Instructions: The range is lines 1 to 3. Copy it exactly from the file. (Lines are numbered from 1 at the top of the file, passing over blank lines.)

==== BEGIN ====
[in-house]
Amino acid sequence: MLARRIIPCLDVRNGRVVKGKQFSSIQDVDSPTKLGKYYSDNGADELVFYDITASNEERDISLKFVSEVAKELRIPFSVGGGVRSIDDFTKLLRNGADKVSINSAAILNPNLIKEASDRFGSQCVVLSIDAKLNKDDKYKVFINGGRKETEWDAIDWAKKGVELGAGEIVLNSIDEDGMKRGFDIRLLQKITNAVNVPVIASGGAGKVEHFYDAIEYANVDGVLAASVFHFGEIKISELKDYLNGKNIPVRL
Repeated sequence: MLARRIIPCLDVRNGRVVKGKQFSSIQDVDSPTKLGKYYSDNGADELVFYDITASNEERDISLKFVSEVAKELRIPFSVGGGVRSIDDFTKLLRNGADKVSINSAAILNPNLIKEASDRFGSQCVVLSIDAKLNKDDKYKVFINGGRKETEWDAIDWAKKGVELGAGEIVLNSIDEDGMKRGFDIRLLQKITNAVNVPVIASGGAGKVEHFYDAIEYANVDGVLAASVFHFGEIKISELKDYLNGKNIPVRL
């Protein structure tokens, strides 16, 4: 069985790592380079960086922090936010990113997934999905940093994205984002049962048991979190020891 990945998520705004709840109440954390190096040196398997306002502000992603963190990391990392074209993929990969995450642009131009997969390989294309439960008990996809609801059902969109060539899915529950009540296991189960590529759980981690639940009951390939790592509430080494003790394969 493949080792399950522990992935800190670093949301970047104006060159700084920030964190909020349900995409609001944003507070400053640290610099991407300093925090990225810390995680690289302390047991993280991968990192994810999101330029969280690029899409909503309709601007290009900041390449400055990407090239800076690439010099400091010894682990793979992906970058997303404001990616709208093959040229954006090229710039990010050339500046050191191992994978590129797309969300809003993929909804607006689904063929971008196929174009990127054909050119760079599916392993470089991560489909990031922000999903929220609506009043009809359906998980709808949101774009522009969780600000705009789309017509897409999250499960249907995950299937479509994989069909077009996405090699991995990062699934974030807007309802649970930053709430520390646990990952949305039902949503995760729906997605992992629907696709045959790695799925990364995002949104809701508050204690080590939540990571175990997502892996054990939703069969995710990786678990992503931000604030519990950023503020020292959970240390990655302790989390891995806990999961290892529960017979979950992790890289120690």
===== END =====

[in-house]
Amino acid sequence: MLARRIIPCLDVRNGRVVKGKQFSSIQDVDSPTKLGKYYSDNGADELVFYDITASNEERDISLKFVSEVAKELRIPFSVGGGVRSIDDFTKLLRNGADKVSINSAAILNPNLIKEASDRFGSQCVVLSIDAKLNKDDKYKVFINGGRKETEWDAIDWAKKGVELGAGEIVLNSIDEDGMKRGFDIRLLQKITNAVNVPVIASGGAGKVEHFYDAIEYANVDGVLAASVFHFGEIKISELKDYLNGKNIPVRL
Repeated sequence: MLARRIIPCLDVRNGRVVKGKQFSSIQDVDSPTKLGKYYSDNGADELVFYDITASNEERDISLKFVSEVAKELRIPFSVGGGVRSIDDFTKLLRNGADKVSINSAAILNPNLIKEASDRFGSQCVVLSIDAKLNKDDKYKVFINGGRKETEWDAIDWAKKGVELGAGEIVLNSIDEDGMKRGFDIRLLQKITNAVNVPVIASGGAGKVEHFYDAIEYANVDGVLAASVFHFGEIKISELKDYLNGKNIPVRL